Maybe curcumin will be used along with conventional cancer treatment one day. It’s too early to say for sure, but it looks promising and this is being intensively studied as we speak.

Bottom Line: Curcumin leads to several changes on the molecular level that may help prevent and perhaps even treat cancer.

7. Curcumin May be Useful in Preventing and Treating Alzheimer’s Disease

A Pile of Fresh Turmeric Roots

Alzheimer’s disease is the most common neurodegenerative disease in the world and a leading cause of dementia.

Unfortunately, no good treatment is available for Alzheimer’s yet.

Therefore, preventing it from showing up in the first place is of utmost importance.

There may be good news on the horizon, because curcumin has been shown to cross the blood-brain barrier (39).

It is known that inflammation and oxidative damage play a role in Alzheimer’s disease. As we know, curcumin has beneficial effects on both (40).

But one key feature of Alzheimer’s disease is a buildup of protein tangles called Amyloid plaques. Studies show that curcumin can help clear these plaques (41).

Whether curcumin can really slow down or even reverse the progression of Alzheimer’s disease needs to be studied properly (42).

Bottom Line: Curcumin can cross the blood-brain barrier and has been shown to lead to various improvements in the pathological process of Alzheimer’s disease.

8. Arthritis Patients Respond Very Well to Curcumin Supplementation

A Plate Full of Turmeric Powder

Arthritis is a common problem in Western countries.

There are several different types, but most involve some sort of inflammation in the joints.

Given that curcumin is a potent anti-inflammatory, it makes sense that it could help with arthritis. Several studies show this to be true.

In a study of patients with rheumatoid arthritis, curcumin was even more effective than an anti-inflammatory drug (43).

Many other studies have looked at the effects of curcumin on arthritis and noted improvements in various symptoms (44, 45).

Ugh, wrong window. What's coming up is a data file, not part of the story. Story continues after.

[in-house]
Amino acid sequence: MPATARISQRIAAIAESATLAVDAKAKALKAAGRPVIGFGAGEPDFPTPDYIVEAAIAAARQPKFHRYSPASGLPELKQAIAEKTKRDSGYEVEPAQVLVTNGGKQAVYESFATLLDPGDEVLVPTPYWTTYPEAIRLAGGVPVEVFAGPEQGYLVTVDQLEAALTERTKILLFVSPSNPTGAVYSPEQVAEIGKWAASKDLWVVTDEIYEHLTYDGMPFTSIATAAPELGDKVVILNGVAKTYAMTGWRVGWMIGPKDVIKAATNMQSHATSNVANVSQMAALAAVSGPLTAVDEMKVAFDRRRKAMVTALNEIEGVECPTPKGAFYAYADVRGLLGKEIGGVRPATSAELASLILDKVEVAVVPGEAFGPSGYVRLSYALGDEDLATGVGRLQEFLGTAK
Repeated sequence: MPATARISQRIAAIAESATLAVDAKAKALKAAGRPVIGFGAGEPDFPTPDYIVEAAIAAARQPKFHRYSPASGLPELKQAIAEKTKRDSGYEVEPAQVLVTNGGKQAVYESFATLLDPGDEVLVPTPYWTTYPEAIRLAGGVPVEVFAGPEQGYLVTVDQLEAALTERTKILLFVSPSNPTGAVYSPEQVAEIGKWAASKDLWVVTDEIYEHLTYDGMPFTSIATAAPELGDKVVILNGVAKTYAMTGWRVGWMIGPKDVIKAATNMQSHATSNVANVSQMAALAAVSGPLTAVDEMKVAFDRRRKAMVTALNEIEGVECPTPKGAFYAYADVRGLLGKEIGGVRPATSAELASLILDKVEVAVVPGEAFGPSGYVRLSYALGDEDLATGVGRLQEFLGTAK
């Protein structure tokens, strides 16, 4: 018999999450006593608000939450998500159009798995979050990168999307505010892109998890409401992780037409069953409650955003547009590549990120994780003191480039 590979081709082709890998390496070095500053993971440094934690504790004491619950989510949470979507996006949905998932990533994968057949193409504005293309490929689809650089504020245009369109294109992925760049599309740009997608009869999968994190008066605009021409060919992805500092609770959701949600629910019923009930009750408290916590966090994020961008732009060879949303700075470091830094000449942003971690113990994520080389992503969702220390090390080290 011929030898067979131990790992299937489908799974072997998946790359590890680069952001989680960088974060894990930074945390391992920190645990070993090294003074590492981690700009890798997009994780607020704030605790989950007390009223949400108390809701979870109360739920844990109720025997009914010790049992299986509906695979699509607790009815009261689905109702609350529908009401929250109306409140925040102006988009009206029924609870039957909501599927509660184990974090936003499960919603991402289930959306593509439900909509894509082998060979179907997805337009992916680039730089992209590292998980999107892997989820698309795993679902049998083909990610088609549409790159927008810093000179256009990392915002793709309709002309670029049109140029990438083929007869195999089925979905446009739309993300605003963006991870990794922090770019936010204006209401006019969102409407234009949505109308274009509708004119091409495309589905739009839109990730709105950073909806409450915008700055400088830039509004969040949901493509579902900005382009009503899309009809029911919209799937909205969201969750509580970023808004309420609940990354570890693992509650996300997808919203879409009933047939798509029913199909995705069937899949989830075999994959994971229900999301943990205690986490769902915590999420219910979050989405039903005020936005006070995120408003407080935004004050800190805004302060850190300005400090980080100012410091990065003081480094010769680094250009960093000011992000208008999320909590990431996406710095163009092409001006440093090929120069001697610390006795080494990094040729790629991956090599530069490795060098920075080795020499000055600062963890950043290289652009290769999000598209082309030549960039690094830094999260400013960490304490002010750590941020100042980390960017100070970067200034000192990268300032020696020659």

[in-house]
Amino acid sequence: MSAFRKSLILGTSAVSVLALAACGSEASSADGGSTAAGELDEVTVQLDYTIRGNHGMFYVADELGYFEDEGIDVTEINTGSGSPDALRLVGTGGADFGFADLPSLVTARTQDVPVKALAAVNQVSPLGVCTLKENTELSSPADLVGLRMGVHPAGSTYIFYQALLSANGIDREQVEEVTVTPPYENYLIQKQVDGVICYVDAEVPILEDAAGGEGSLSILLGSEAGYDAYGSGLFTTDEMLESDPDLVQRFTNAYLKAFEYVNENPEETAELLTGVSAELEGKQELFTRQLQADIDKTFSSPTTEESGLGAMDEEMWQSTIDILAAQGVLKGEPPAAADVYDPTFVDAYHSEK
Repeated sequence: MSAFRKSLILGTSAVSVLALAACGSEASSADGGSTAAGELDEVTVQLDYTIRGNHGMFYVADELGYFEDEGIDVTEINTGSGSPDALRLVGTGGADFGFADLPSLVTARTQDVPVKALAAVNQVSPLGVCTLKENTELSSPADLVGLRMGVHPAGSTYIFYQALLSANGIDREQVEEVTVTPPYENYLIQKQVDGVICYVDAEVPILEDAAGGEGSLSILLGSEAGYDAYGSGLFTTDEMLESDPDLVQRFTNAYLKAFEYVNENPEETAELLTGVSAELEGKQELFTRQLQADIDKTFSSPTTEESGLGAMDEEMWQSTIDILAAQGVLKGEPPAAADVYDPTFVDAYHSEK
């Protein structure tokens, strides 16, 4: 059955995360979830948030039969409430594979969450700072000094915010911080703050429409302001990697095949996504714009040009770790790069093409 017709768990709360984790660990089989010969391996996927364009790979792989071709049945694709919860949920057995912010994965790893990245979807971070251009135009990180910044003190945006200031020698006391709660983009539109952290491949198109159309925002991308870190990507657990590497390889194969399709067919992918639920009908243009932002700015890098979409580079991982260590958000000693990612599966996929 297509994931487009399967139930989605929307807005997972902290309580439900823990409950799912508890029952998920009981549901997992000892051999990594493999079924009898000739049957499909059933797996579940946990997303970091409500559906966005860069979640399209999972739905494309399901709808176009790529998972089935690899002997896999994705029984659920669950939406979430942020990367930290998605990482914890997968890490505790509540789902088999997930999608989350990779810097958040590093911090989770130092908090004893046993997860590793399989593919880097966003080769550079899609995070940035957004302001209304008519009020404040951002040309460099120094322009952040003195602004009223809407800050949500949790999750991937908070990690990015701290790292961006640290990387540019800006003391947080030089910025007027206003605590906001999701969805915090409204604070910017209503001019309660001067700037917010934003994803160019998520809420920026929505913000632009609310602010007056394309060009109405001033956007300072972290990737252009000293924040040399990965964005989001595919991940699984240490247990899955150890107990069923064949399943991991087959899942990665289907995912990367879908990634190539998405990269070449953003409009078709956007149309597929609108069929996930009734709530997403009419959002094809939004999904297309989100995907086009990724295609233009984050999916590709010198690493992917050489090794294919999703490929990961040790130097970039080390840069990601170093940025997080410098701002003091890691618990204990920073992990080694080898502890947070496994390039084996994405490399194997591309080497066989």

Bottom Line: Arthritis is a common disorder characterized by joint inflammation. Many studies show that curcumin can help treat symptoms of arthritis and is in some cases more effective than anti-inflammatory drugs.

9. Studies Show That Curcumin Has Incredible Benefits Against Depression

Turmeric Roots and Powder

Curcumin has shown some promise in treating depression.

In a controlled trial, 60 patients were randomized into three groups (46).

One group took prozac, another group took a gram of curcumin and the third group took both prozac and curcumin.

After 6 weeks, curcumin had led to improvements that were similar to prozac. The group that took both prozac and curcumin fared best.

According to this (small) study, curcumin is as effective as an antidepressant.

Depression is also linked to reduced levels of brain-derived neurotrophic factor and a shrinking hippocampus, a brain area with a role in learning and memory.

Curcumin boosts BNDF levels, potentially reversing some of these changes (47).

There is also some evidence that curcumin can boost the brain neurotransmitters serotonin and dopamine (48, 49).

 

Bottom Line: A study in 60 depressed patients showed that curcumin was as effective as prozac in alleviating the symptoms of depression.

10. Curcumin May Help Delay Ageing and Fight Age-Related Chronic Diseases

If curcumin can really help prevent heart disease, cancer and Alzheimer’s… then this would have obvious benefits for longevity.

For this reason, curcumin has become very popular as an anti-aging supplement (50).

But given that oxidation and inflammation are believed to play a role in ageing, curcumin may have effects that go way beyond just prevention of disease (51).

SOURCE::::www.authoritynutrition.com

Natarajan